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China Shares May Take Further Damage On Friday

The China stock market has finished lower in back-to-back sessions, surrendering more than 60 points or 2.4 percent along the way. The Shanghai Composite Index now rests just above the 2,600-point plateau and it may extend its losses on Friday.

The global forecast for the Asian markets is mixed, with bargain hunting and interest rate optimism offset by tumbling crude oil prices and trade concerns, The European markets were down and the U.S. bourses ended mixed - and the Asian markets figure to follow the latter lead.

The SCI finished sharply lower on Thursday following losses from the financial shares, properties and oil and insurance stocks.

For the day, the index dropped 44.62 points or 1.68 percent to finish at 2,605.18 after trading between 2,603.13 and 2,633.68. The Shenzhen Composite Index tumbled 30.03 points or 2.17 percent to end at 1,350.75.

Among the actives, Industrial and Commercial Bank of China shed 0.93 percent, while China Merchants Bank dropped 1.60 percent, Bank of China lost 0.82 percent, China Construction Bank skidded 1.34 percent, China Life Insurance tumbled 1.91 percent, Ping An Insurance retreated 1.95 percent, PetroChina slid 0.91 percent, China Petroleum and Chemical contracted 1.68 percent, China Shenhua Energy plunged 2.76 percent, Gemdale lost 1.36 percent, China Vanke fell 0.79 percent and Poly Developments eased 0.39 percent.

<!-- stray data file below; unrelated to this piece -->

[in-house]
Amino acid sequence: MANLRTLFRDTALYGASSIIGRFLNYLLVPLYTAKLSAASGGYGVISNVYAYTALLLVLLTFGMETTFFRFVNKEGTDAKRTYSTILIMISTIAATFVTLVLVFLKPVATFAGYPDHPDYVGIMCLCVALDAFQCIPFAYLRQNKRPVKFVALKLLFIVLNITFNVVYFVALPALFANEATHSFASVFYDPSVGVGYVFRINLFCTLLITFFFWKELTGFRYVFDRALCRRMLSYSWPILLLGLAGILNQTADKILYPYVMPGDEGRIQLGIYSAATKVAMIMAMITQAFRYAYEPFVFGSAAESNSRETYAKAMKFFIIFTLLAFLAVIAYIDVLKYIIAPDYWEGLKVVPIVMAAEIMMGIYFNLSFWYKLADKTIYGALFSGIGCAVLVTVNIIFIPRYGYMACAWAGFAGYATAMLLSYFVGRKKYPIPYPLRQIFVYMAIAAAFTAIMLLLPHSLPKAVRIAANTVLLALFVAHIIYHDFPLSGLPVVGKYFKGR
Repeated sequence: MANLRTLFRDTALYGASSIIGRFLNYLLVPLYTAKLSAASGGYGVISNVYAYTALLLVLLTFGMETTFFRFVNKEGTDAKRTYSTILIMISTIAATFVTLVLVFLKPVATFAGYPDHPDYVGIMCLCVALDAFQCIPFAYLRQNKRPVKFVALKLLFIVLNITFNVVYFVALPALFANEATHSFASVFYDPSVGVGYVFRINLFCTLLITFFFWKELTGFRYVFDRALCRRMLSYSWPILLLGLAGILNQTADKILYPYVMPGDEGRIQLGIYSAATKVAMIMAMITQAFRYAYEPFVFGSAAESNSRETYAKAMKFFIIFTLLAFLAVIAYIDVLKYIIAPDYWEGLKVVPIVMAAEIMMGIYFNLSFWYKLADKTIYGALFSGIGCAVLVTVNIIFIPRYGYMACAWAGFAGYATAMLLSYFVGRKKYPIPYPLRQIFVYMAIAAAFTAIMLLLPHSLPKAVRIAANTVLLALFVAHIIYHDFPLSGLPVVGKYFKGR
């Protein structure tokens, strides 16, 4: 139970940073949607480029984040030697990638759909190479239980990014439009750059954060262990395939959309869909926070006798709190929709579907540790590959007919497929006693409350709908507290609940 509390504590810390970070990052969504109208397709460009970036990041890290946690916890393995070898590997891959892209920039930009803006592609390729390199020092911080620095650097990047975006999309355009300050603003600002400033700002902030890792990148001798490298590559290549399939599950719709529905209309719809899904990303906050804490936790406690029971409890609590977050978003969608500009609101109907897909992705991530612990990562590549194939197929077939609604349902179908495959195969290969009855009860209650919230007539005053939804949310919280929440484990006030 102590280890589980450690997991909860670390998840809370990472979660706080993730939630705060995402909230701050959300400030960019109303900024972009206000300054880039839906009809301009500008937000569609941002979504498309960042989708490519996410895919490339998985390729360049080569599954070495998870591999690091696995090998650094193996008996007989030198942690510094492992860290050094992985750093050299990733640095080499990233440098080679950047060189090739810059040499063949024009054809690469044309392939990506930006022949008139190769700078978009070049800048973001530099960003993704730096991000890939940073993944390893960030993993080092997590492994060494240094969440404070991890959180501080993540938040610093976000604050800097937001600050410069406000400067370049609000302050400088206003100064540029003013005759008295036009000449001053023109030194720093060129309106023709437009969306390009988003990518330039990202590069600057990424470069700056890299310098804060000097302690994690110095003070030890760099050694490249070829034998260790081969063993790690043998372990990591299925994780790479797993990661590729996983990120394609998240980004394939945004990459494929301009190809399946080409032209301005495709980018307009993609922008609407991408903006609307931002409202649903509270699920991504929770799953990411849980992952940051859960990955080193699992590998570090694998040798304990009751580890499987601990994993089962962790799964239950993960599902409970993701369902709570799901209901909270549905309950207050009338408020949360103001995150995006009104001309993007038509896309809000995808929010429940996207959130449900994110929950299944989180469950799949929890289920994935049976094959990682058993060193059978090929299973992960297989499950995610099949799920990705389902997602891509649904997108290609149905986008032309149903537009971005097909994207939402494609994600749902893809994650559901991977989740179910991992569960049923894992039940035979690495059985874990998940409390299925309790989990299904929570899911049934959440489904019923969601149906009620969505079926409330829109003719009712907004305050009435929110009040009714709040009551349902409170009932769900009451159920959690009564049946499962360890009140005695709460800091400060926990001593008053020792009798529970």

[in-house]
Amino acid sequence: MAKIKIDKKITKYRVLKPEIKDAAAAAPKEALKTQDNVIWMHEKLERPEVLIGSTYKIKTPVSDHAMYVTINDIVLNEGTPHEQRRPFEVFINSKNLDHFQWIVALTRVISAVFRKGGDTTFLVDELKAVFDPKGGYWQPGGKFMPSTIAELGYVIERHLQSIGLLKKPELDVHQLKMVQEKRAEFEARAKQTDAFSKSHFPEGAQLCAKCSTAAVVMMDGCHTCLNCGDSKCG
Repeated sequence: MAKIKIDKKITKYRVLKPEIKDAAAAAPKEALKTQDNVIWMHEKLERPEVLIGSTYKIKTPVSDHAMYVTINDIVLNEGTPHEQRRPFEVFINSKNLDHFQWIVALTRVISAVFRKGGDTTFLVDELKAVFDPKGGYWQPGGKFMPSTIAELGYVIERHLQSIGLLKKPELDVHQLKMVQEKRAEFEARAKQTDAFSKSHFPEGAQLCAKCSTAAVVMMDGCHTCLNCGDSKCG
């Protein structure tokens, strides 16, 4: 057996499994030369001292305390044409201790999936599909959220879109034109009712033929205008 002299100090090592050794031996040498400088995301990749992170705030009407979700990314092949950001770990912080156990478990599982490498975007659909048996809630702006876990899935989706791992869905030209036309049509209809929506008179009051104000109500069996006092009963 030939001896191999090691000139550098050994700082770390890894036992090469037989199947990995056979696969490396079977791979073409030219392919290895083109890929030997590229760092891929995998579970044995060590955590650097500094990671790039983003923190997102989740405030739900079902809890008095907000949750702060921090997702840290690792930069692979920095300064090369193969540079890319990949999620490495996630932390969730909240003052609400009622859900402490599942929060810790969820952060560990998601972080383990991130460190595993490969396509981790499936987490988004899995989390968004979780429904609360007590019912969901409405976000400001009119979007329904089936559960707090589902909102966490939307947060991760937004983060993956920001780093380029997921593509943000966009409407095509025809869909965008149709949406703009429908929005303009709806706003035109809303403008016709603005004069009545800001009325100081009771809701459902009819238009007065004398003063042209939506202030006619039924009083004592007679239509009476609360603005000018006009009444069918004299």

The lead from Wall Street is mixed as stocks shrugged off a sharply lower open on Thursday, rebounding to finish mixed.

The Dow shed 79.40 points or 0.32 percent to 24,947.67. while the NASDAQ added 29.83 points or 0.42 percent to 7,188.26 and the S&P 500 fell 4.11 points or 0.15 percent to 2,695.95.

The rebound was partly attributed to reports that Federal Reserve officials are considering a "wait-and-see mentality" after a likely interest rate hike later this month. Traders also went bargain hunting following the early sell-off.

In economic news, payroll processor ADP said private sector employment increased less than expected in November. Also, the Labor Department said first-time claims for U.S. unemployment benefits fell less than expected in the week ended December 1.

The Commerce Department reported that the U.S. trade deficit widened to its highest level in ten years in October. Also, the Institute for Supply Management noted acceleration in the pace of growth in service sector activity in November.

Crude oil prices drifted lower Thursday as OPEC postponed a decision about output reduction to later today. Crude oil futures for January ended down $1.40 or 2.7 percent at $51.49 a barrel, after declining to a low of $50.11 a barrel.

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